Garda Headquarters has written to the Department of Justice, informing them that the force had lost more than one-third of their in-house permanent IT staff.

According to a confidential letter, seen by RTÉ's This Week radio programme, the force has been left heavily reliant, as a result, on the use of private sector workers to operate and maintain the State's most sensitive law enforcement and national security computer systems.

The document, which was sent in recent weeks, from the office of Acting Garda Commissioner Dónal Ó Cualáin to the Finance and Resources section of the Justice Department, says that 37% of the force's in-house IT specialists had been lost over recent years.

Garda HQ has prepared a business plan to counter the loss, which would see the number of in-house IT experts bolstered, the memo states.

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The letter goes on to say that the situation has left the force with "a high degree of dependence on the main incumbent supplier of IT skilled resources, Accenture, to support our critical information systems".

Accenture is by far the largest single supplier of IT expertise to the force, with around €26m paid out per annum to the private firm, according to the most recent figures for 2016 which were seen by RTÉ. This compares with a total spend of approximately €50m across all private IT companies.

One Accenture contract with An Garda Síochána was the subject of a critical review by the Garda Internal Audit Unit (GIAU) last year.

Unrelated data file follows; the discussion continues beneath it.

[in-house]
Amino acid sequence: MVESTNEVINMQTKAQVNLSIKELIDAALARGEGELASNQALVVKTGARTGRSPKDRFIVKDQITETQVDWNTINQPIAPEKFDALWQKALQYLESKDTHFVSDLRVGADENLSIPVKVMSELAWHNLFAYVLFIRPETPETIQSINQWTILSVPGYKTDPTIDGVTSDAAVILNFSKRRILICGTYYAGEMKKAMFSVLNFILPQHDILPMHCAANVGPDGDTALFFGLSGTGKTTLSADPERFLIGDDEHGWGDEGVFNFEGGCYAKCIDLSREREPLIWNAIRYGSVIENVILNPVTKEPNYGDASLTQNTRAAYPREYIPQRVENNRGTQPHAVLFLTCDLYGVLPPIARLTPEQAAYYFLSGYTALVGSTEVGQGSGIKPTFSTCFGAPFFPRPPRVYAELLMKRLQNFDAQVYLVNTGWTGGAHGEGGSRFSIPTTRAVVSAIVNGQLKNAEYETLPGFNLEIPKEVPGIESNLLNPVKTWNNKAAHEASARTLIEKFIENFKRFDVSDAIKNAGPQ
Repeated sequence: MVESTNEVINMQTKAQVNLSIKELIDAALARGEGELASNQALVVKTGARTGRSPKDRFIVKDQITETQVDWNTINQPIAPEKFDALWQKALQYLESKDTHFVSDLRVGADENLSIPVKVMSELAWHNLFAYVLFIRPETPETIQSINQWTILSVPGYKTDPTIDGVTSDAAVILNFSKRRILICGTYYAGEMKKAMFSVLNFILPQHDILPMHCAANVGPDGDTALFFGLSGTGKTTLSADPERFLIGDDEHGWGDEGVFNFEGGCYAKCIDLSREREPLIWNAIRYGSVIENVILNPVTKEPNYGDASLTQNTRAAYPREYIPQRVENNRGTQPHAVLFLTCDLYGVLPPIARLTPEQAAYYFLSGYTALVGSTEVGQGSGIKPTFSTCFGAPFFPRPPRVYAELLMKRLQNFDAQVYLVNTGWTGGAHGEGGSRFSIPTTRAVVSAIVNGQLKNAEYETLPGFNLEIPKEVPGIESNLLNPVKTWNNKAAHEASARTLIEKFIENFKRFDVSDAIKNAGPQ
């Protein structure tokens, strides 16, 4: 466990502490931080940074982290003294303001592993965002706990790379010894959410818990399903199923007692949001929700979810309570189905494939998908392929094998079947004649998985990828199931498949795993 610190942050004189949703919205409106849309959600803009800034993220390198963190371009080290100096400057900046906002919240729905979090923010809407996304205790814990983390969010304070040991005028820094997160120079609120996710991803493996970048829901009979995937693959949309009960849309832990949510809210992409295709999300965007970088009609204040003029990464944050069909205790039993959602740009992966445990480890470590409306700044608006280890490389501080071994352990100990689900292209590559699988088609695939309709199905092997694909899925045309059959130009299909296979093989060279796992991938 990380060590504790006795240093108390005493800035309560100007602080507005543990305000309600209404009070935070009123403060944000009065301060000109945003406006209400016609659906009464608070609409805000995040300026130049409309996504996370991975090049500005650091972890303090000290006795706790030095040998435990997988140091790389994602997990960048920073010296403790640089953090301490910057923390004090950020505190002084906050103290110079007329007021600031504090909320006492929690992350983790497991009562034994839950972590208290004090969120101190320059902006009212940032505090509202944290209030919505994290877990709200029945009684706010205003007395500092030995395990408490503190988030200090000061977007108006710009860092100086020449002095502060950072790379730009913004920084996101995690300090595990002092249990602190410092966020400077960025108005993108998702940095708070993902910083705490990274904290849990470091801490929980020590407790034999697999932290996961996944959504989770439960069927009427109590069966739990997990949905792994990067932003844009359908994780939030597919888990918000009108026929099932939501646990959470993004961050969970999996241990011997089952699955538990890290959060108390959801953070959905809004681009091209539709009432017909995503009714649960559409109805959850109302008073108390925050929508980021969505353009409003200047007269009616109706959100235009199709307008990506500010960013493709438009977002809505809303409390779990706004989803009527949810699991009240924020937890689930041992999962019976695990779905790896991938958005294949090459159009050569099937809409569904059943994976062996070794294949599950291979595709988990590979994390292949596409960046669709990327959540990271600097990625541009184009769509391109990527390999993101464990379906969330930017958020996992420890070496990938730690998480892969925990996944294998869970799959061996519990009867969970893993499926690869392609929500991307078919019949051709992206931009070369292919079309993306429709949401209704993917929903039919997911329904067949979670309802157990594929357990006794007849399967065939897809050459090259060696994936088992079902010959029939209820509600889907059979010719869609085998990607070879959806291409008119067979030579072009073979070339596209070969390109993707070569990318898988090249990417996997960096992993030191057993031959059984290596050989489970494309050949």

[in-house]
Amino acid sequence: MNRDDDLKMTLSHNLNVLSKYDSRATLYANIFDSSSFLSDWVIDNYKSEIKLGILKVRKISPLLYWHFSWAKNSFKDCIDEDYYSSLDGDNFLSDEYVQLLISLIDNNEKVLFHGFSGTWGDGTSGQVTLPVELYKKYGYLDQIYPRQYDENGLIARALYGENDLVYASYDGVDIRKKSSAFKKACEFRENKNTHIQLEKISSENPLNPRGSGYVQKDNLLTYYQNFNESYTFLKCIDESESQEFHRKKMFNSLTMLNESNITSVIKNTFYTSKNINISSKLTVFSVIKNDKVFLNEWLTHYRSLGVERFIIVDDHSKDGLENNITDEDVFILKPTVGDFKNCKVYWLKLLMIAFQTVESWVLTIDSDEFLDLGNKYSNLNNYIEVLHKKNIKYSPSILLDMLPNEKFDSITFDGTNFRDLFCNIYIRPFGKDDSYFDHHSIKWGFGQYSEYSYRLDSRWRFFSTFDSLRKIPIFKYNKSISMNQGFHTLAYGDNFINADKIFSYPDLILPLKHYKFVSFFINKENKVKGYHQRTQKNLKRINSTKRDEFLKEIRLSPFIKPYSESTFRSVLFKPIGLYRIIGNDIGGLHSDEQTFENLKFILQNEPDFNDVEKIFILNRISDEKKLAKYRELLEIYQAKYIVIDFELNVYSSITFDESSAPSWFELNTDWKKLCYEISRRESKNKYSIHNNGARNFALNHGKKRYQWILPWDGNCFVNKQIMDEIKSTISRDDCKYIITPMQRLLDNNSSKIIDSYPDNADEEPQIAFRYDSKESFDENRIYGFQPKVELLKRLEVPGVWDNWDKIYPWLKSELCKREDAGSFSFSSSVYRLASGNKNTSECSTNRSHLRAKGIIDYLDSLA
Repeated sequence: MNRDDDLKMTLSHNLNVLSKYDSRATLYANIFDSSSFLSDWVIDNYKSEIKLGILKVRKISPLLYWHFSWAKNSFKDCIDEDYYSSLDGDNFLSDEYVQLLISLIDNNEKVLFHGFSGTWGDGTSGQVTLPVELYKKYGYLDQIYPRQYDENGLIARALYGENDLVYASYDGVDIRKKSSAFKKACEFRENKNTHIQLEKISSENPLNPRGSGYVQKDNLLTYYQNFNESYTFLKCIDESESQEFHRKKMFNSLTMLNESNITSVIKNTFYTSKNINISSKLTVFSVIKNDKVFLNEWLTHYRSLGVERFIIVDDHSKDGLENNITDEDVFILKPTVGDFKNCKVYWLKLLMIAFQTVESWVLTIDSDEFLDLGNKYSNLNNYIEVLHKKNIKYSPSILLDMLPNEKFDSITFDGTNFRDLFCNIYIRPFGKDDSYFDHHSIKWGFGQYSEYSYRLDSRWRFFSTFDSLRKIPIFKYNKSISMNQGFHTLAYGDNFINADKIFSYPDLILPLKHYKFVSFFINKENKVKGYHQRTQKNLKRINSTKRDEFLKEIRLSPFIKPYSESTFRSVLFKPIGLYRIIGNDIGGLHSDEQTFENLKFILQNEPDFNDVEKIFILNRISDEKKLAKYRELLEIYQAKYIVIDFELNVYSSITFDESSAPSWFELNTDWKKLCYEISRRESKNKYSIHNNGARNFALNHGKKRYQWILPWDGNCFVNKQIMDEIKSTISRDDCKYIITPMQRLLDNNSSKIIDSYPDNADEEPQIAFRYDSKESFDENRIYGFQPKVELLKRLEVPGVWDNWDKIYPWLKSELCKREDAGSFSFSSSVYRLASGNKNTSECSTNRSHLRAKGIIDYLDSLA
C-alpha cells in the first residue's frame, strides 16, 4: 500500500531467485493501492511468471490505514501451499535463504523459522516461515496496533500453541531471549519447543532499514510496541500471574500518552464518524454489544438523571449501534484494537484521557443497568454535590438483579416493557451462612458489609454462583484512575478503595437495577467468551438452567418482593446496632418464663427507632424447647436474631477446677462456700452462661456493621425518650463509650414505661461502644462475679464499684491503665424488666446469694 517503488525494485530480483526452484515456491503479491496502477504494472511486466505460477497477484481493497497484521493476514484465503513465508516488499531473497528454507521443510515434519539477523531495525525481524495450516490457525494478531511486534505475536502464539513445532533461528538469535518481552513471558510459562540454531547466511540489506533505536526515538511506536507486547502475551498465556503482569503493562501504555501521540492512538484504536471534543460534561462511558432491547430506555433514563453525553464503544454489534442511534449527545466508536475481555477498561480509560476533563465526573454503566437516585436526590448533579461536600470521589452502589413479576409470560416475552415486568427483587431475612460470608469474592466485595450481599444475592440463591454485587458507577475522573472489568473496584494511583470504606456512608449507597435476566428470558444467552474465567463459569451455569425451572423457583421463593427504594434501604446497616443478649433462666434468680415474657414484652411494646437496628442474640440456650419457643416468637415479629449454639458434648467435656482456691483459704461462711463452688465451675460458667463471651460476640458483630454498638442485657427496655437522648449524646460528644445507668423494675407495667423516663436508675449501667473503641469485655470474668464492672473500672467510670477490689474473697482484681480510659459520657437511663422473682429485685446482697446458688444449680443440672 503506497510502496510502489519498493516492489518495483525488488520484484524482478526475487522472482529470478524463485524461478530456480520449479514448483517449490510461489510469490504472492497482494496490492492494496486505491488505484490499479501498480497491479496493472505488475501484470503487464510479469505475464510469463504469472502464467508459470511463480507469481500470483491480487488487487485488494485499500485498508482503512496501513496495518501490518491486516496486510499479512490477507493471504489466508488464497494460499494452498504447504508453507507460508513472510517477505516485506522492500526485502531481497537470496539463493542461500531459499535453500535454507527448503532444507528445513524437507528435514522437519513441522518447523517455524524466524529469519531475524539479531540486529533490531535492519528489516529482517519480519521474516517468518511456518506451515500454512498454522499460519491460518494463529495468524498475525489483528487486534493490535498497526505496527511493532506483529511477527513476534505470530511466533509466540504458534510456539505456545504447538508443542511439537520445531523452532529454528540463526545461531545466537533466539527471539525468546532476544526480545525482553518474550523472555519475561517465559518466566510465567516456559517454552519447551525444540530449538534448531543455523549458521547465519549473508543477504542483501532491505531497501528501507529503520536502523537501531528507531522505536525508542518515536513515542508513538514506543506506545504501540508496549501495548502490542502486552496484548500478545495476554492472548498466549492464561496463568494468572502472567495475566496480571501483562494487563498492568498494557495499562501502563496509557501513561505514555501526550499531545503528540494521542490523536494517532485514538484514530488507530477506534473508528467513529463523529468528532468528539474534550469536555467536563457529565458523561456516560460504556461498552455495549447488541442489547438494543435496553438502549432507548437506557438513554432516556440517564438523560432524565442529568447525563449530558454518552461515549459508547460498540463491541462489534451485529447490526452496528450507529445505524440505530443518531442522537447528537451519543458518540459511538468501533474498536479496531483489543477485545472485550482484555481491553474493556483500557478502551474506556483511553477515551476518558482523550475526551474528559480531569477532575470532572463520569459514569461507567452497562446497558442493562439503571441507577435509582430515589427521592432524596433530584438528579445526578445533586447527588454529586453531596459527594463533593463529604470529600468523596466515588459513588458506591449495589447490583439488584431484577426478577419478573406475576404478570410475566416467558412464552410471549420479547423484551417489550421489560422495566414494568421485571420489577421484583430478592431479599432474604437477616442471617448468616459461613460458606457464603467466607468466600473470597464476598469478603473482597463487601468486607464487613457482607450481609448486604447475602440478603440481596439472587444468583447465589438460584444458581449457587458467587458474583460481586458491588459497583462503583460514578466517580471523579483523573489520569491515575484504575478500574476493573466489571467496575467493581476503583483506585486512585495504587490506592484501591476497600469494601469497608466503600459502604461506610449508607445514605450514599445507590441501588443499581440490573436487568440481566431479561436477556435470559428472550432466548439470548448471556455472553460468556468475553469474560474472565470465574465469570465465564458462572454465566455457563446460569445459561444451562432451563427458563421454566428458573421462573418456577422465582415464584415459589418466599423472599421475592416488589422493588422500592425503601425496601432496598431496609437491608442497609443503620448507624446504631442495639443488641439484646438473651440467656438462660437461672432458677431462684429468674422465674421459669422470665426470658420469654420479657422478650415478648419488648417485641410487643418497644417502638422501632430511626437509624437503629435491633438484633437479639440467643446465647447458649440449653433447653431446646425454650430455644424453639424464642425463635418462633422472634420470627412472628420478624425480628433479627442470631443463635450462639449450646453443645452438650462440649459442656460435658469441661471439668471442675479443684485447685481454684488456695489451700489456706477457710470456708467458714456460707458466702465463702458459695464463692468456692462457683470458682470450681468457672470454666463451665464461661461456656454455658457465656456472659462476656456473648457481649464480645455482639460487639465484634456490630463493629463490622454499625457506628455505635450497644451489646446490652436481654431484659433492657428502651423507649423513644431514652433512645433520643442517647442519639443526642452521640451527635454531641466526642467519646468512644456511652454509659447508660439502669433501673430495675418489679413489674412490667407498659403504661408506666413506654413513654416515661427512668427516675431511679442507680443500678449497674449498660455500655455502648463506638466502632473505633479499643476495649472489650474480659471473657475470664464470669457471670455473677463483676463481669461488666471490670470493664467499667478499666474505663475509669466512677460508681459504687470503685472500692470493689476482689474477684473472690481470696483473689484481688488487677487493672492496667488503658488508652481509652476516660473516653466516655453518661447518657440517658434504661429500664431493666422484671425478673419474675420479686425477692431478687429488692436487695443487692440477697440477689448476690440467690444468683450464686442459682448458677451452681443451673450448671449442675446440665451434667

The GIAU pointed out a series of concerns over how the contract was managed by the force, procurement issues, and a lack of a paper trail to explain how a new scheme of fees had been agreed to.

The letter goes on to say that the force would face "challenges" in attempting to transition to an alternative supplier if they wished to at some point in the future, given the "absence of sufficient numbers of permanent IT staff currently in position to manage such a transition".

One experienced IT expert, Colin Larkin, director of the consultancy firm MoQom, told RTÉ that the loss of such a high proportion of skilled computer experts posed a major challenge to any policing organisation.

He said that the current market for hiring IT specialists was "very competitive" with the gardaí having to compete with a major shortage of specialist IT workers globally and a high demand from private sector companies.

A spokesman for the Garda Press Office said they were not in a position to comment over the weekend on what is the status of their request for additional resources.